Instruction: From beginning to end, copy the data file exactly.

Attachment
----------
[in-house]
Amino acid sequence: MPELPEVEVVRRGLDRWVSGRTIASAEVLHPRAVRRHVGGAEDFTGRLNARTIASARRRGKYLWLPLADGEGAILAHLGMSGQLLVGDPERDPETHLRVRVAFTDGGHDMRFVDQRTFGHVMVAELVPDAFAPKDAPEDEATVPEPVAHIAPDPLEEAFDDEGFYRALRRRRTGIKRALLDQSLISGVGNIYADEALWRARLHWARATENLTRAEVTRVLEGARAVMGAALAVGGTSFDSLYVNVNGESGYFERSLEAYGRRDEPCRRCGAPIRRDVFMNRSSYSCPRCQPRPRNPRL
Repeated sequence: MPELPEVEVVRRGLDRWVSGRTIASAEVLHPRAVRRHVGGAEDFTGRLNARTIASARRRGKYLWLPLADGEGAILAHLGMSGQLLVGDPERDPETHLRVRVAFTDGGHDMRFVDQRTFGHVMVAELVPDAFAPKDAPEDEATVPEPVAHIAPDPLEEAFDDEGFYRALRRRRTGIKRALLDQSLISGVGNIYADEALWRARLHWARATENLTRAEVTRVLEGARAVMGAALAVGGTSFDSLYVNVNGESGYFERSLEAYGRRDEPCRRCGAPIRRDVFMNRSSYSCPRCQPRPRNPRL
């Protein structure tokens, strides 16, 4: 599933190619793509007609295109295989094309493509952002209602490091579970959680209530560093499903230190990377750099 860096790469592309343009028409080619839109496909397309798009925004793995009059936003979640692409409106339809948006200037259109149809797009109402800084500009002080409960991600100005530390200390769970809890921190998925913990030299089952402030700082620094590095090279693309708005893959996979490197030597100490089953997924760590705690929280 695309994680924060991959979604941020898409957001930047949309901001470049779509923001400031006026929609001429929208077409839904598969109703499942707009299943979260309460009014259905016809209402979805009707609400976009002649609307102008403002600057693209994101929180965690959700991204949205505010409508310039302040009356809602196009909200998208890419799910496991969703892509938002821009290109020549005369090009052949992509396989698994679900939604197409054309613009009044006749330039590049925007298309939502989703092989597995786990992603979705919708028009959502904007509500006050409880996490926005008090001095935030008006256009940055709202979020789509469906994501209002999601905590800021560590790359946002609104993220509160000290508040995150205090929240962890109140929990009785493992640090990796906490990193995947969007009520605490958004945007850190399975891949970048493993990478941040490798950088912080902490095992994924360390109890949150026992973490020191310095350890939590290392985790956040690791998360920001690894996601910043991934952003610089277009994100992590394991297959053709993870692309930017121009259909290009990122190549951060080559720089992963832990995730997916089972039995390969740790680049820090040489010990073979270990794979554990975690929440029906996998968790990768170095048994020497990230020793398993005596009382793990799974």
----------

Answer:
[in-house]
Amino acid sequence: MPELPEVEVVRRGLDRWVSGRTIASAEVLHPRAVRRHVGGAEDFTGRLNARTIASARRRGKYLWLPLADGEGAILAHLGMSGQLLVGDPERDPETHLRVRVAFTDGGHDMRFVDQRTFGHVMVAELVPDAFAPKDAPEDEATVPEPVAHIAPDPLEEAFDDEGFYRALRRRRTGIKRALLDQSLISGVGNIYADEALWRARLHWARATENLTRAEVTRVLEGARAVMGAALAVGGTSFDSLYVNVNGESGYFERSLEAYGRRDEPCRRCGAPIRRDVFMNRSSYSCPRCQPRPRNPRL
Repeated sequence: MPELPEVEVVRRGLDRWVSGRTIASAEVLHPRAVRRHVGGAEDFTGRLNARTIASARRRGKYLWLPLADGEGAILAHLGMSGQLLVGDPERDPETHLRVRVAFTDGGHDMRFVDQRTFGHVMVAELVPDAFAPKDAPEDEATVPEPVAHIAPDPLEEAFDDEGFYRALRRRRTGIKRALLDQSLISGVGNIYADEALWRARLHWARATENLTRAEVTRVLEGARAVMGAALAVGGTSFDSLYVNVNGESGYFERSLEAYGRRDEPCRRCGAPIRRDVFMNRSSYSCPRCQPRPRNPRL
């Protein structure tokens, strides 16, 4: 599933190619793509007609295109295989094309493509952002209602490091579970959680209530560093499903230190990377750099 860096790469592309343009028409080619839109496909397309798009925004793995009059936003979640692409409106339809948006200037259109149809797009109402800084500009002080409960991600100005530390200390769970809890921190998925913990030299089952402030700082620094590095090279693309708005893959996979490197030597100490089953997924760590705690929280 695309994680924060991959979604941020898409957001930047949309901001470049779509923001400031006026929609001429929208077409839904598969109703499942707009299943979260309460009014259905016809209402979805009707609400976009002649609307102008403002600057693209994101929180965690959700991204949205505010409508310039302040009356809602196009909200998208890419799910496991969703892509938002821009290109020549005369090009052949992509396989698994679900939604197409054309613009009044006749330039590049925007298309939502989703092989597995786990992603979705919708028009959502904007509500006050409880996490926005008090001095935030008006256009940055709202979020789509469906994501209002999601905590800021560590790359946002609104993220509160000290508040995150205090929240962890109140929990009785493992640090990796906490990193995947969007009520605490958004945007850190399975891949970048493993990478941040490798950088912080902490095992994924360390109890949150026992973490020191310095350890939590290392985790956040690791998360920001690894996601910043991934952003610089277009994100992590394991297959053709993870692309930017121009259909290009990122190549951060080559720089992963832990995730997916089972039995390969740790680049820090040489010990073979270990794979554990975690929440029906996998968790990768170095048994020497990230020793398993005596009382793990799974």